Steve Jobs has famously said that any company that added a stylus to a device “blew it.” This only makes Apple's launch of the Apple Pencil, which works in tandem with the iPad Pro, all the more fascinating. At the time of its release, only manufacturers of Android phones like Samsung and LG had the stylus as an accessory for a range of their tablets and phones. This has caused some to dismiss the Apple Pencil as a reaction to Microsoft Pro and Samsung Galaxy tablets. As usual, however, Apple has taken what others have tried to do, and blown them out of the water. For a small accessory, and weighing only a gram, the Apple Pencil is loaded with 15 semiconductors, with a driver integrated circuit housed in the tip. With such a sophisticated and complex design, one has to wonder whether the Apple Pencil might just have changed Steve Jobs' mind. With this new accessory, Apple is trying to make the tablet multi-use and customizable to different types of users in a more functional way than a colored screen case (although these are cute too). Here are some things you should know about the Apple Pencil:
1. It is Pressure Sensitive
The Apple Pencil is pressure sensitive and highly responsive. You can get different levels of depth or darkness depending on how much force you apply to it. The accessory has a number of pressure sensors (it’s internal design is truly fascinating) that can measure different degrees of force. According to Apple, the lag on their stylus is at a bare minimum or virtually nonexistent. The reason for this is that the iPad Pro display subsystems scan for signals from the stylus at an astonishing 240 times per second – which is significantly more than a screen uses for touch input, designed to give the same natural feel as the 3D touch improvement on new iPhone models. This technology gives you the closest thing to the feeling of drawing a line on a real sheet of paper available on the market today.
2. You can tilt the Pencil while sketching
Usually artists tilt charcoal or pencils to create a broader stroke or for shading. You can do the same thing with the Apple Pencil because it has two tilt sensors in its tip. These sensors can detect the exact angle of your hand when you are sketching and respond accordingly. This results in the Apple Pencil making broader and finer strokes as the artist wishes, and can also be used for painting on the new iPad.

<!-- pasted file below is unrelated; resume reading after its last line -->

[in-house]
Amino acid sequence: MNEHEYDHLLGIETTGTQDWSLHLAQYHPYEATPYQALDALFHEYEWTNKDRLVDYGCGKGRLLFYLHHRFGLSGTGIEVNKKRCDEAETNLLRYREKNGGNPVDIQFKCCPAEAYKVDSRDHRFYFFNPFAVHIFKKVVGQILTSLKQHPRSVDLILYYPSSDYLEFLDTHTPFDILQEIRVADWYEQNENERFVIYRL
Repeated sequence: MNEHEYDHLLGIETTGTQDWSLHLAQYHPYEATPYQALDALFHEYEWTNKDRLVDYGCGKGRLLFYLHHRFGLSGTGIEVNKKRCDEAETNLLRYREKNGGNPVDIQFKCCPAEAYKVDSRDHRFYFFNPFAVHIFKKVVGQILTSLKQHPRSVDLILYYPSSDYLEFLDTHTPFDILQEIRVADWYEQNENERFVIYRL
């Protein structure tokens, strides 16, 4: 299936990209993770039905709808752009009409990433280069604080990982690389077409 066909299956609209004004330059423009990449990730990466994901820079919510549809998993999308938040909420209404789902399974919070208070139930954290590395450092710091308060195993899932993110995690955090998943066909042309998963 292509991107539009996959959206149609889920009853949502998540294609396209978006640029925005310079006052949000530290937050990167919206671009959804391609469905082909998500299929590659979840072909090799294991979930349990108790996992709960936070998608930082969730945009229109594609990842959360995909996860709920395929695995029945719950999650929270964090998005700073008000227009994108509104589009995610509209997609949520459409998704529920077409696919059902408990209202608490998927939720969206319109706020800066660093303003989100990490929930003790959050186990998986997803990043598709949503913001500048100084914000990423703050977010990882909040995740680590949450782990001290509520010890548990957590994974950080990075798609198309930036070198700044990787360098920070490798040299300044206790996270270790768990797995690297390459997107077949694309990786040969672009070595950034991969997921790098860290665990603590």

3. It has an awesome battery
The Apple Pencil has its own battery that charges via a male lightning connector that you can plug into the iPad Pro. According to Apple, you can use the stylus for up to 12 hours if it is fully charged, or you could charge it for just 15 seconds and use it for 30 minutes. You can even view its charging status on iOS. The only concern about its male lightning connector is that it makes it easy to accidentally break the pencil while it is charging.
4. The Pencil feels Natural
Most traditional electronic styli do not feel natural in your hands; they tend to be heavy or oddly shaped. The Apple Pencil seeks to change that by giving artists a cylindrical stylus that feels natural in your hands and that has a tip that is approximately the size of that on a normal ballpoint pen. When you use it, it feels like you're holding an actual pen. The only downside is that the outside plastic covering on the stylus makes it slippery and hard to grip for some users.
5. It’s really not just a stylus
The first styli that were ever introduced in the market acted either as the main input for phones or for taking notes and basic sketching. The Apple Pencil’s main function is painting and pressure sensitive drawing. It is primarily aimed at artists who want a convenient and less messy way of testing out their idea. It is also a convenient way to get iPad-obsessed children to use their screen time as something other than a TV-substitute.
The features of the Apple Pencil, like its ability to make broader and lighter strokes when tilted, make it unique when compared to other styli that already exist. Its inclusion as an accessory for the iPad Pro stays true to Apple’s tendency to pick basic ideas from others, and innovate them to the next level.
Author: Michael Rodgers